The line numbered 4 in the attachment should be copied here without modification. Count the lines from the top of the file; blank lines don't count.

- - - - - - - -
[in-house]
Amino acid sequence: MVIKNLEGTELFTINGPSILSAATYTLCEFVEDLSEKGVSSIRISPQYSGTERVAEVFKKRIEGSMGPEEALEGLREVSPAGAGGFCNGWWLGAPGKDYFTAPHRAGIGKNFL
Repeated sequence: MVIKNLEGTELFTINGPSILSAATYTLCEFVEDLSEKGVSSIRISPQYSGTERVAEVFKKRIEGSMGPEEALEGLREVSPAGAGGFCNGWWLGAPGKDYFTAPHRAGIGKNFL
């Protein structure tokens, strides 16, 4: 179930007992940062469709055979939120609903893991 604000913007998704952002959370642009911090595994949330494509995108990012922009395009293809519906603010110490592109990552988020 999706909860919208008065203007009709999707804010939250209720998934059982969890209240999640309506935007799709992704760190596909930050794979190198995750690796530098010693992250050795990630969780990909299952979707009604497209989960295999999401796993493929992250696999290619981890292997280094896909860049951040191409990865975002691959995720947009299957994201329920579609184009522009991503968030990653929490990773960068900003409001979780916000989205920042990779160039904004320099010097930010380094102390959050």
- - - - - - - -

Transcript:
């Protein structure tokens, strides 16, 4: 179930007992940062469709055979939120609903893991 604000913007998704952002959370642009911090595994949330494509995108990012922009395009293809519906603010110490592109990552988020 999706909860919208008065203007009709999707804010939250209720998934059982969890209240999640309506935007799709992704760190596909930050794979190198995750690796530098010693992250050795990630969780990909299952979707009604497209989960295999999401796993493929992250696999290619981890292997280094896909860049951040191409990865975002691959995720947009299957994201329920579609184009522009991503968030990653929490990773960068900003409001979780916000989205920042990779160039904004320099010097930010380094102390959050």